The origin of spam in the Pacific Islands is pretty simple and straight forward. Hawaii, Guam, and the Philippines were important strategic locations for Americans during World War II. Japan mounted an invasion of the Philippines, attacked Hawaii, and planned a full-on assault of Guam before U.S. intervention occurred.
Millions of pounds of spam were shipped to GIs fighting in this conflict, making it a critical component of their diet. In the postwar period, ramen (most commonly in its well-known package Top Ramen) became a hit product of the now rebuilding Japan. In the case of Korea, spam literally was the only food available for a time after the Korean War and many soldiers used the food as a form of currency.
It's quite common to see the ramen and spam paired together in that part of the world, an enduring, and potentially quite fattening, imprint of American culture on the Pacific region. Both were easy to produce and in abundance, with spam being extremely easy to obtain thanks to its military surplus.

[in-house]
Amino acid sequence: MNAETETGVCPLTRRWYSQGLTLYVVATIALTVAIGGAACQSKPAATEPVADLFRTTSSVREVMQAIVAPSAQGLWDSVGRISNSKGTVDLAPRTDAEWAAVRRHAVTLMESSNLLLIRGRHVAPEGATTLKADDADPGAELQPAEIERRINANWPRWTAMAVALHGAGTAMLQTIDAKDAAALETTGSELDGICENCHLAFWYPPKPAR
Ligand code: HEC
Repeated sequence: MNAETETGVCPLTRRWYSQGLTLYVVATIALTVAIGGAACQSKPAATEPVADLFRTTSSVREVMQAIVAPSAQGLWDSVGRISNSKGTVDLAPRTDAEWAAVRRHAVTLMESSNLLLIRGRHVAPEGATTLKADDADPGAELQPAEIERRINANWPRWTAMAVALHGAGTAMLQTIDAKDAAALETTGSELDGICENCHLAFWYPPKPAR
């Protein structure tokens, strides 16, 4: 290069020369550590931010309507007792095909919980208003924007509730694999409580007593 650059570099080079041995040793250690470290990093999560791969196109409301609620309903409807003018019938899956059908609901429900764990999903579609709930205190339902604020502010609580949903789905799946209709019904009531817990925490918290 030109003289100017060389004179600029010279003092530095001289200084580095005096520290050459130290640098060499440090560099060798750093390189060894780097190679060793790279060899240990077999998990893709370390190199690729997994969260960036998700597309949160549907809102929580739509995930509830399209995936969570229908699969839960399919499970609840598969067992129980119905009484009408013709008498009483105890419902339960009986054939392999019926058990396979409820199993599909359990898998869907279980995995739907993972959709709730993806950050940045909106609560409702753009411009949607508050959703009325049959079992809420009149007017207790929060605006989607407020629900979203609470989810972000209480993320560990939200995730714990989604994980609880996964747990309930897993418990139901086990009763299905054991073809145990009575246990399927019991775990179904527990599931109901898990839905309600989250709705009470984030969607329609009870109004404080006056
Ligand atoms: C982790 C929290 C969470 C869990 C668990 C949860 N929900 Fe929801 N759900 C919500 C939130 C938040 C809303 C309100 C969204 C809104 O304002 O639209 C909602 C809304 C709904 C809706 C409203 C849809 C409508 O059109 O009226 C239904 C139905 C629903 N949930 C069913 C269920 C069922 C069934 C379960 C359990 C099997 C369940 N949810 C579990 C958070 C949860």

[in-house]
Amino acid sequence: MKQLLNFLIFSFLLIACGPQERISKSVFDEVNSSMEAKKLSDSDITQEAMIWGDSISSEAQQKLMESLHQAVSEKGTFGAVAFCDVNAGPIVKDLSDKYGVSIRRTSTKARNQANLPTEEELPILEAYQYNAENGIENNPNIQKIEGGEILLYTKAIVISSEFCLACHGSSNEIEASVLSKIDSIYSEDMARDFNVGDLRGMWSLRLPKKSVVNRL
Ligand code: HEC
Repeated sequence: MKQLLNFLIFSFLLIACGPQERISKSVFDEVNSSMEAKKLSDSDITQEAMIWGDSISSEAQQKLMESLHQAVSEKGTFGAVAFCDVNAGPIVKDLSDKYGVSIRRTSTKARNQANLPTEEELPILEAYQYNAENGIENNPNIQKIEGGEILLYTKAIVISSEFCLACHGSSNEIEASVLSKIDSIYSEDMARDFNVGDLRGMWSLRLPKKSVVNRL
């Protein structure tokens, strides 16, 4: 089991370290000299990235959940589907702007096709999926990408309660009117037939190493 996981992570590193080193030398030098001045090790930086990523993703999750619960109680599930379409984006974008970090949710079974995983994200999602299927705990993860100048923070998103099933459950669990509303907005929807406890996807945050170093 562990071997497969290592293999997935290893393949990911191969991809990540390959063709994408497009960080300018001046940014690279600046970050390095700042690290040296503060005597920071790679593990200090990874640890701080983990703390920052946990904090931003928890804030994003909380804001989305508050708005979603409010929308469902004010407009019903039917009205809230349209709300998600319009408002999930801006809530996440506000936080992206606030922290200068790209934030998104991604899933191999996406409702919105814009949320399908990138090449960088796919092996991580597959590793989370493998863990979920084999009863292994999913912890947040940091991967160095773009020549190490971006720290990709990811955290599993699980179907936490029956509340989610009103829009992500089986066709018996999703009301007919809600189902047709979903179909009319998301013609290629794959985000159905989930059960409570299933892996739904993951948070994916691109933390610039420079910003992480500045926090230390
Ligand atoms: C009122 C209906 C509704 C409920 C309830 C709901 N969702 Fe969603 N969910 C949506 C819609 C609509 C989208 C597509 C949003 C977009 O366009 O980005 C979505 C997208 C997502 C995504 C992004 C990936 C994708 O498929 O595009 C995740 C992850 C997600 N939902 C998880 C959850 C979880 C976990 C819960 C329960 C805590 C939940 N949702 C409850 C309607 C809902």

Even if its introduction to Pacific Islander culture is less than 100 years old, spam has become a staple product on the islands. Guam has added spam to most items on the McDonald's menu and McDonald's is almost ubiquitous in the daily diet. Grocery stores sell as many as over a dozen variations of spam.
All of this comes with a price. Guam, like other nations of native peoples in the United States, has an extremely high rate of diabetes — approximately one in three. The situation is so dire that the World Health Organization has compiled extensive reports on the situation, proclaiming that "abandoning a traditional diet" has cost a heavy price as introducing regular processed foods has brought about Western degenerative disorders. As if by design, government regulation is much looser in the outer territories of the United States, the Philippines, and Australia and resources are more difficult to ascertain. As a result, health labelling is limited to what is done on the mainland; the many locally produced drinks and brands often have no label at all.